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Police to impose €250 spot fines on bike thieves from 2022
Every day around 230 bicycles are reported stolen in Belgium. The actual figure is likely to be even higher as police believe that many thefts go unreported. The problem is so prevalent in Brussels that the police have a special unit which includes undercover officers who patrol known hot spots.
However, despite the efforts being taken to prevent bicycle theft, the authorities have long complained that the justice system doesn’t do enough to punish the offenders, with more serious crimes taking priority. The lack of punishment is often cited as a reason why victims rarely report the theft of their bikes, believing that it would be a waste of time to do so.
In a bid to address this, justice minister Vincent Van Quickenborne announced earlier this week that police will impose an immediate fine of €250 on bicycle thieves they catch in the act from 1 January 2022. The fine will be collected either immediately via Bancontact or a QR Code, or by bank transfer within 15 days, in addition to having to return the bike and pay any damages.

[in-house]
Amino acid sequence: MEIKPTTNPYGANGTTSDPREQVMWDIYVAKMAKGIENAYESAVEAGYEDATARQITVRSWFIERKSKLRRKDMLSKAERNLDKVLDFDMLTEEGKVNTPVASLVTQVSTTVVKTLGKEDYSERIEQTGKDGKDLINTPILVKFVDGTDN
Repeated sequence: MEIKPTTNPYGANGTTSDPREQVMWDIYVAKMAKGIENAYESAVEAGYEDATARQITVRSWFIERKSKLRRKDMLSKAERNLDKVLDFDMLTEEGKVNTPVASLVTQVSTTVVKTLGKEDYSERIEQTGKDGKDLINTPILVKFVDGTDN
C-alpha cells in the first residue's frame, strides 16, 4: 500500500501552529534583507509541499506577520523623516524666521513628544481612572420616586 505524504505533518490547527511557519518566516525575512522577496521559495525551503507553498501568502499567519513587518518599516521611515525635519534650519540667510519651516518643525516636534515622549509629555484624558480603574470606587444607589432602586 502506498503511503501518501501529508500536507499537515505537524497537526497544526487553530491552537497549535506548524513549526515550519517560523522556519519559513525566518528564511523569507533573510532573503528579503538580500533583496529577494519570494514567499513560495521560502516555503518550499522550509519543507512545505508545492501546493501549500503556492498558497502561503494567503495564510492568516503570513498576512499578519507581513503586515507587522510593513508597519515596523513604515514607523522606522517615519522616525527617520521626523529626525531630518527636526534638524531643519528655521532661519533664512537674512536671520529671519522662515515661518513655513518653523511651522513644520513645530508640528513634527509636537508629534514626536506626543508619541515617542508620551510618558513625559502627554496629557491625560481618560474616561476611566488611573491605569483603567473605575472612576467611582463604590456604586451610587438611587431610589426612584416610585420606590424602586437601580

"The advantage of this system is that 'petty' crime is punished quickly and without overburdening the police and the judiciary,” a statement from the justice ministry said. “Currently, when a bicycle is stolen and the thief is caught in the act, the police must first question the suspect, in the presence or not of his lawyer, before the public prosecutor initiates proceedings."
Repeat offenders and organised gangs will not be given an immediate fine but will be prosecuted and will appear in court due to the more serious nature of their crimes.
Around 30 bicycle thieves have been arrested while committing the crime in Brussels since the turn of the year. To avoid having your bicycle stolen, the police suggest using more than one type of lock to secure it.
"Everything breaks, everything can be cut, everything can be grinded. In fact, the only thing which will vary is the resistance time of the padlock in question,” said Guy Cormont, commissioner of the Brussels-Ixelles police zone – which reports on average five bicycle thefts a day.
“If we have one piece of advice to give, it is to multiply the difficulties, that is to say to multiply the obstacles that the thief will have to overcome. Combining a U-lock and a chain, for example, will force the thief to use two different tools. A difficulty that will probably push them to favour another target.”